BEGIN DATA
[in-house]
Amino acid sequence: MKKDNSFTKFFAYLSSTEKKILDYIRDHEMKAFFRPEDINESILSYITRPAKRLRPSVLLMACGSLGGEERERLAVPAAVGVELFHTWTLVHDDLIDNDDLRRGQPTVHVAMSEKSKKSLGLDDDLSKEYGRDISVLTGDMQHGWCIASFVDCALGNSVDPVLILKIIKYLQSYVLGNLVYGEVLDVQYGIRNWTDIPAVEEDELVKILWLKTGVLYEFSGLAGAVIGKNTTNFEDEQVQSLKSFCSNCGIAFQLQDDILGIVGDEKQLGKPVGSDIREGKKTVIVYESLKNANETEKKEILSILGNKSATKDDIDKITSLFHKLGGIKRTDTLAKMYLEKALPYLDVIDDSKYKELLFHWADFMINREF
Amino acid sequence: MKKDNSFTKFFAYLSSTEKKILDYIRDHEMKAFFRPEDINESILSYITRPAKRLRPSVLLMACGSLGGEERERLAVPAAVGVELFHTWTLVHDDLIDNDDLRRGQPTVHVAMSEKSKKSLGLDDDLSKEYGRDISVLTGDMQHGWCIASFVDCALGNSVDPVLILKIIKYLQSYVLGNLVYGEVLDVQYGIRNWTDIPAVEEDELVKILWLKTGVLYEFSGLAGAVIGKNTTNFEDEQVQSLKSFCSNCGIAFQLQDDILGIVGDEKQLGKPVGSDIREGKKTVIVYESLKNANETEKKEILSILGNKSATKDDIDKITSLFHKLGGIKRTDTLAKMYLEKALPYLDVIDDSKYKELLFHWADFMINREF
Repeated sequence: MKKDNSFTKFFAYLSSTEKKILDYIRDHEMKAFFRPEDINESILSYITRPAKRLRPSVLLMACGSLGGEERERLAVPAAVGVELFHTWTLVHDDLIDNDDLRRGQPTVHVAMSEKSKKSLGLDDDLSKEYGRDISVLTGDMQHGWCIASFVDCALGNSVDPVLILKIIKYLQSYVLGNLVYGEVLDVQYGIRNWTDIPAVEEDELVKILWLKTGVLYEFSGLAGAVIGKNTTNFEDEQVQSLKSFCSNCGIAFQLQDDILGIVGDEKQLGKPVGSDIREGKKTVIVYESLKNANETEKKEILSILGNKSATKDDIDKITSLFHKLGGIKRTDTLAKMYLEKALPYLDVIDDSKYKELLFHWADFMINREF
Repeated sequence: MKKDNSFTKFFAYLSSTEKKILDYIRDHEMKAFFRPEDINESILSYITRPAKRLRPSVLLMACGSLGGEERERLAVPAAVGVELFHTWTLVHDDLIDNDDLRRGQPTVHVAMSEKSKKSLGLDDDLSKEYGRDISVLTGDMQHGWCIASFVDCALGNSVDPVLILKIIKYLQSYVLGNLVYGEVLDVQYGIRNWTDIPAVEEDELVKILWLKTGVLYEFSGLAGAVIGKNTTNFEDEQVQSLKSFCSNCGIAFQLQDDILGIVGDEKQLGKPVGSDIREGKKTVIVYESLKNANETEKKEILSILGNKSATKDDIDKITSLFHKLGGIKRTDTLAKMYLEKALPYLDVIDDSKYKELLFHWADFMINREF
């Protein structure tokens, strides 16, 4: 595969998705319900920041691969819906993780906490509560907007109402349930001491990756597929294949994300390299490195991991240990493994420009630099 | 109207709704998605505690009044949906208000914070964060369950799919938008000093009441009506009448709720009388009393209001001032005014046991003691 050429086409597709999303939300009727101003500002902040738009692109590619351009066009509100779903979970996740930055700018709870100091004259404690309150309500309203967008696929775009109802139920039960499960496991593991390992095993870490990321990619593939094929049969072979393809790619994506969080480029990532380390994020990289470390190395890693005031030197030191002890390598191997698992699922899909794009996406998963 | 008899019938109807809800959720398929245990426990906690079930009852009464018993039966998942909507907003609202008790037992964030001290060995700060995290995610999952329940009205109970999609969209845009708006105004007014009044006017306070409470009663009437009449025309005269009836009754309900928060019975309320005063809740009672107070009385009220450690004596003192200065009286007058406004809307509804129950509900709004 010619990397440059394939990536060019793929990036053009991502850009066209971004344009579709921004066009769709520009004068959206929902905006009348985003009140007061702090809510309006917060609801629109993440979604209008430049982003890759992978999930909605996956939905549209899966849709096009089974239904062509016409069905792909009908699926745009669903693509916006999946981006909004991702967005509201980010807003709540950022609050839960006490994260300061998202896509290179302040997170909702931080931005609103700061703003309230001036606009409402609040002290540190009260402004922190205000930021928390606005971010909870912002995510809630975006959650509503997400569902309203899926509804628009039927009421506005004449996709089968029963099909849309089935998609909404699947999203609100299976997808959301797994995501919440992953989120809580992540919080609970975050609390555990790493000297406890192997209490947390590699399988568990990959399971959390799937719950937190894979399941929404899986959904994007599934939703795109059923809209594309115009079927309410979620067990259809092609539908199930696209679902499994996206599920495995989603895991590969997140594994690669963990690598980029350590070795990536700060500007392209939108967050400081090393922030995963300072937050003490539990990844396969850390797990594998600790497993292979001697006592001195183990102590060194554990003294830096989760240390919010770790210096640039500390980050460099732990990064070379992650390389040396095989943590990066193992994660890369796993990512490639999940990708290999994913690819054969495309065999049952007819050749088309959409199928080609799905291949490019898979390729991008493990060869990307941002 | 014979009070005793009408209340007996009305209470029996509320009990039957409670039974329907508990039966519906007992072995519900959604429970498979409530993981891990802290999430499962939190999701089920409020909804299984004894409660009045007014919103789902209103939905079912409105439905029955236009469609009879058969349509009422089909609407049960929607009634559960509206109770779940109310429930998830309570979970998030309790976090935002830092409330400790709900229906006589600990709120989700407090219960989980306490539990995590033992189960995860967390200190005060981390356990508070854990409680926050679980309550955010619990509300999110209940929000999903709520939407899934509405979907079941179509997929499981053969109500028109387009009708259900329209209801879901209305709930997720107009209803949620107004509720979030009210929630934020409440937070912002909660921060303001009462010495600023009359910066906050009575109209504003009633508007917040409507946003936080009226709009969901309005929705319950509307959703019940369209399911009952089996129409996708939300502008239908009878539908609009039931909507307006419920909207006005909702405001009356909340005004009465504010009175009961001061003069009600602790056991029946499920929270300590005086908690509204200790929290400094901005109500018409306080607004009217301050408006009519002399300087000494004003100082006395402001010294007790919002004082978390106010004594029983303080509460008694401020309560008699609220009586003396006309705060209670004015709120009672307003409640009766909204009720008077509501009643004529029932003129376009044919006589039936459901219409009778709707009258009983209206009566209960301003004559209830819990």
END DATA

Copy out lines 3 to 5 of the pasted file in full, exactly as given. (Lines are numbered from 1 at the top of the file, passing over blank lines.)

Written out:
Amino acid sequence: MKKDNSFTKFFAYLSSTEKKILDYIRDHEMKAFFRPEDINESILSYITRPAKRLRPSVLLMACGSLGGEERERLAVPAAVGVELFHTWTLVHDDLIDNDDLRRGQPTVHVAMSEKSKKSLGLDDDLSKEYGRDISVLTGDMQHGWCIASFVDCALGNSVDPVLILKIIKYLQSYVLGNLVYGEVLDVQYGIRNWTDIPAVEEDELVKILWLKTGVLYEFSGLAGAVIGKNTTNFEDEQVQSLKSFCSNCGIAFQLQDDILGIVGDEKQLGKPVGSDIREGKKTVIVYESLKNANETEKKEILSILGNKSATKDDIDKITSLFHKLGGIKRTDTLAKMYLEKALPYLDVIDDSKYKELLFHWADFMINREF
Repeated sequence: MKKDNSFTKFFAYLSSTEKKILDYIRDHEMKAFFRPEDINESILSYITRPAKRLRPSVLLMACGSLGGEERERLAVPAAVGVELFHTWTLVHDDLIDNDDLRRGQPTVHVAMSEKSKKSLGLDDDLSKEYGRDISVLTGDMQHGWCIASFVDCALGNSVDPVLILKIIKYLQSYVLGNLVYGEVLDVQYGIRNWTDIPAVEEDELVKILWLKTGVLYEFSGLAGAVIGKNTTNFEDEQVQSLKSFCSNCGIAFQLQDDILGIVGDEKQLGKPVGSDIREGKKTVIVYESLKNANETEKKEILSILGNKSATKDDIDKITSLFHKLGGIKRTDTLAKMYLEKALPYLDVIDDSKYKELLFHWADFMINREF
Repeated sequence: MKKDNSFTKFFAYLSSTEKKILDYIRDHEMKAFFRPEDINESILSYITRPAKRLRPSVLLMACGSLGGEERERLAVPAAVGVELFHTWTLVHDDLIDNDDLRRGQPTVHVAMSEKSKKSLGLDDDLSKEYGRDISVLTGDMQHGWCIASFVDCALGNSVDPVLILKIIKYLQSYVLGNLVYGEVLDVQYGIRNWTDIPAVEEDELVKILWLKTGVLYEFSGLAGAVIGKNTTNFEDEQVQSLKSFCSNCGIAFQLQDDILGIVGDEKQLGKPVGSDIREGKKTVIVYESLKNANETEKKEILSILGNKSATKDDIDKITSLFHKLGGIKRTDTLAKMYLEKALPYLDVIDDSKYKELLFHWADFMINREF